The dysfunction of D-serine regulation can cause neuronal abnormalities. Genetic analyses and biochemical analyses revealed that the D-serine and serine racemase levels were reduced in patients with schizophrenia [11,12]. Serine racemase knockout mice show reduced levels of cortical D-serine, resulting in hypo-functioning of NMDA receptors, and they exhibit behaviour similar to schizophrenia [13]. The mechanism that underlies the maintenance of the tolerance of D-serine is also important to maintain the physiological functioning of NMDA receptors in the central nervous system. The translocation of serine racemase to the membrane has an inhibitory effect on D-serine synthesis, resulting in a reduction of the over-activation of NMDA receptors [14]. The over-activation of NMDA receptors can cause cell death, which is suspected as the origin of several neuronal diseases. In glaucoma, an over-activation of NMDA receptors is thought to underlie glaucomatous retinal dysfunction and is considered to play a significant role in inducing the apoptosis of retinal cells [15].

We hypothesized that understanding the failure in regulating D-serine in the retina induced by ocular hypertension may help clarify the mechanism of retinal degeneration in glaucoma. Our present study revealed that ocular hypertension increased the expression of D-serine and serine racemase in the retina of rats and that retinal cell death was associated with D-serine expression.

Methods

Animal study design

All experiments were performed in accordance with the Association for Research in Vision and Ophthalmology’s statement on the use of animals in ophthalmic research. These experiments were approved by the Animal Use Committee of Hiroshima University.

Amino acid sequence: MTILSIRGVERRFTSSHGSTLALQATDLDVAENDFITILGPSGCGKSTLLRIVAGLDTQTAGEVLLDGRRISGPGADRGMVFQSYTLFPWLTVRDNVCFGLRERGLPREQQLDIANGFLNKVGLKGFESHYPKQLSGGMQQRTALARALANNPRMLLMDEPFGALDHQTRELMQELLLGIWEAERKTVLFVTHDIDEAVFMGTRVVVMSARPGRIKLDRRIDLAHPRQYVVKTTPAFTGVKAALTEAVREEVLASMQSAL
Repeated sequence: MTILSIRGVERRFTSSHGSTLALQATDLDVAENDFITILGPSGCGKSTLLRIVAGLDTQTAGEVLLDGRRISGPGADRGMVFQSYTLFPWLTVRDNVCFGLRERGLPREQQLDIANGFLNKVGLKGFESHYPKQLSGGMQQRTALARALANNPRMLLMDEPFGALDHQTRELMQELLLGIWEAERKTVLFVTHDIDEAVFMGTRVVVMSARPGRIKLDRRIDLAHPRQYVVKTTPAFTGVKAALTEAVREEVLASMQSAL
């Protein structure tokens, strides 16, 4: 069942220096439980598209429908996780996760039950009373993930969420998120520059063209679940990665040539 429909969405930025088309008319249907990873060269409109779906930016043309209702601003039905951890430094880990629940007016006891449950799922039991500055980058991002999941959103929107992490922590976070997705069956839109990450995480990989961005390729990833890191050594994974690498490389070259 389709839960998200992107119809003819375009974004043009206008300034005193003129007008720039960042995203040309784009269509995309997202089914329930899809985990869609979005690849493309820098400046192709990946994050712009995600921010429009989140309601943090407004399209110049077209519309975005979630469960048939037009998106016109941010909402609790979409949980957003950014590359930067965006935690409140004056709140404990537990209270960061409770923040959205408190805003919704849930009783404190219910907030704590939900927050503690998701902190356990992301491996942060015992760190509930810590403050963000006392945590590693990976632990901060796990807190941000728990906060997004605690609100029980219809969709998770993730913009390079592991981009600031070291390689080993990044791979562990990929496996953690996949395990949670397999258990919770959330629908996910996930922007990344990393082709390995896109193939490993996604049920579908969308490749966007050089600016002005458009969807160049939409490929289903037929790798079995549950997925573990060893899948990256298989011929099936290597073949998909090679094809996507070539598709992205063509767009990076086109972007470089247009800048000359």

In total, twenty-four adult Wister female rats, obtained from CLEA (Tokyo, Japan), were studied. The rats were housed in clear plastic cages that contained pine bedding and were kept at 21°C on a 12-h light and 12-h dark cycle.

The preparation of a model rat with ocular hypertension was performed as described [16].Briefly, the rat was anesthetized by a mixture of ketamine-xylazine (10 and 4 mg/kg, respectively) injected intracamerally with 10 μL of 35% India ink (Becton Dickinson, Cockeysville, MD, USA) in 0.01 M phosphate-buffered Saline (PBS). At 1 week after the injection, a round of 200 laser bums were delivered on a dark circular band at limbos, which was visualized as the pigmented trabecular meshwork by the aggregation of carbon particles. The argon laser settings were 200 mm diameter.150–200 mW, for 0.2-s durations (Ultima argon laser 2000 SE; Coherent, Tokyo). Munemasa Y, et al. reported that the IOP is increased immediately within a week after the application of Lasers, and the ocular hypertension is sustained at least 5 weeks after laser treatment [16]. At 2 weeks after the laser treatment, the rats’ IOP was measured in an awake state with a portable tonometer (Tonolab, Icare Finland, Helsinki, Finland).